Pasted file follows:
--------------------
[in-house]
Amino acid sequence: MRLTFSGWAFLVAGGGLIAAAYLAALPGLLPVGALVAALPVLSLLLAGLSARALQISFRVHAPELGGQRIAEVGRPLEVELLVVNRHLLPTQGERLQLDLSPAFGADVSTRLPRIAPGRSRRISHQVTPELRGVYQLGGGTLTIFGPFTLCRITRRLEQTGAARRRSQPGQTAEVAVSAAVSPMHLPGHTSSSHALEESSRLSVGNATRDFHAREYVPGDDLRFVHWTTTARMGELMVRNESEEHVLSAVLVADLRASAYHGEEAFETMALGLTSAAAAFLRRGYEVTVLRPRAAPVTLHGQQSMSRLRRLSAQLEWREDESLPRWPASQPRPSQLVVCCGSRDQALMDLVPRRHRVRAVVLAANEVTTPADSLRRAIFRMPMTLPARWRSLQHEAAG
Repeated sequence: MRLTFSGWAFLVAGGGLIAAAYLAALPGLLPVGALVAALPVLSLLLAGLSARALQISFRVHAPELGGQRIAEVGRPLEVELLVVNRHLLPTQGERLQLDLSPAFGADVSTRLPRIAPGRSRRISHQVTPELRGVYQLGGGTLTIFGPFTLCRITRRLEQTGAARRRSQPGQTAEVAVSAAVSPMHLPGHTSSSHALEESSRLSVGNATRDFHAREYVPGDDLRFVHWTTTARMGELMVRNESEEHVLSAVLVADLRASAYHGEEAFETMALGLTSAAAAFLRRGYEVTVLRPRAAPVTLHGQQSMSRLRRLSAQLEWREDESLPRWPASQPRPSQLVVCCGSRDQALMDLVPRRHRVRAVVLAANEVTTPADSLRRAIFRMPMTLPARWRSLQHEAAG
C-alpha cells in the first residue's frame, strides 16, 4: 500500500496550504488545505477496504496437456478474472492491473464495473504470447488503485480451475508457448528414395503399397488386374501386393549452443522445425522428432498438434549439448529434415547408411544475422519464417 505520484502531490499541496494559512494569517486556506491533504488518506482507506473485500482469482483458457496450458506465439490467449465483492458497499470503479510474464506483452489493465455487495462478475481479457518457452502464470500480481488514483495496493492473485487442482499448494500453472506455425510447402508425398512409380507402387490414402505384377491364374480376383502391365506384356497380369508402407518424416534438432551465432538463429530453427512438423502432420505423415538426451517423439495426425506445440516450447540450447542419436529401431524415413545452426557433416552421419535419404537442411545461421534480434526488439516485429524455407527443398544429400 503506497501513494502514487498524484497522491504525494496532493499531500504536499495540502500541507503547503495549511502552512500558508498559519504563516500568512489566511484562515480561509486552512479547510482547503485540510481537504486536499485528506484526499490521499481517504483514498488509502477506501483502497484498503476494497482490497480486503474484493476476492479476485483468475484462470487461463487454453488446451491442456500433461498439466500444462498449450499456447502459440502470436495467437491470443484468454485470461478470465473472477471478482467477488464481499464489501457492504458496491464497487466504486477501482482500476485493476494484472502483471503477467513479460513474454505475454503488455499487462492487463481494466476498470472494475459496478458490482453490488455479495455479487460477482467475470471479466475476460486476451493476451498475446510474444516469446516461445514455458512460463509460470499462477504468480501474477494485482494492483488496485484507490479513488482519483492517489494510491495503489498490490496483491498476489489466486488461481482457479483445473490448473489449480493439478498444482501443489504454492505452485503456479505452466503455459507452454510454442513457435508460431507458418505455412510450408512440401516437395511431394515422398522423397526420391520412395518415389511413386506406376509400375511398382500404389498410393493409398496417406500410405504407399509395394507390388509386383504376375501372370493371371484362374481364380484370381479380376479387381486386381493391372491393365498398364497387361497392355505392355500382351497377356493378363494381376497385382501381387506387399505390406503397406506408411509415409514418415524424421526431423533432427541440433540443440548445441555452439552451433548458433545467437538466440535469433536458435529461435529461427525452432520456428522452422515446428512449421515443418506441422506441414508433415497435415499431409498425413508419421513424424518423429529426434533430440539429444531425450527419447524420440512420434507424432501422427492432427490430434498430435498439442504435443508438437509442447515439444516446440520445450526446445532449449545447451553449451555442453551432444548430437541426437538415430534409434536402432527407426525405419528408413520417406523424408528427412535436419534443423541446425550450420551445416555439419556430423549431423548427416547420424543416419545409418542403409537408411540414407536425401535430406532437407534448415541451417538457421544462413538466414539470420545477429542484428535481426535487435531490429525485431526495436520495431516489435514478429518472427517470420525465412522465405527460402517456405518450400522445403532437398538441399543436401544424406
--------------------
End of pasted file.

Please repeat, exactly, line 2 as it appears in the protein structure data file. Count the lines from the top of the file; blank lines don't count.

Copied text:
Amino acid sequence: MRLTFSGWAFLVAGGGLIAAAYLAALPGLLPVGALVAALPVLSLLLAGLSARALQISFRVHAPELGGQRIAEVGRPLEVELLVVNRHLLPTQGERLQLDLSPAFGADVSTRLPRIAPGRSRRISHQVTPELRGVYQLGGGTLTIFGPFTLCRITRRLEQTGAARRRSQPGQTAEVAVSAAVSPMHLPGHTSSSHALEESSRLSVGNATRDFHAREYVPGDDLRFVHWTTTARMGELMVRNESEEHVLSAVLVADLRASAYHGEEAFETMALGLTSAAAAFLRRGYEVTVLRPRAAPVTLHGQQSMSRLRRLSAQLEWREDESLPRWPASQPRPSQLVVCCGSRDQALMDLVPRRHRVRAVVLAANEVTTPADSLRRAIFRMPMTLPARWRSLQHEAAG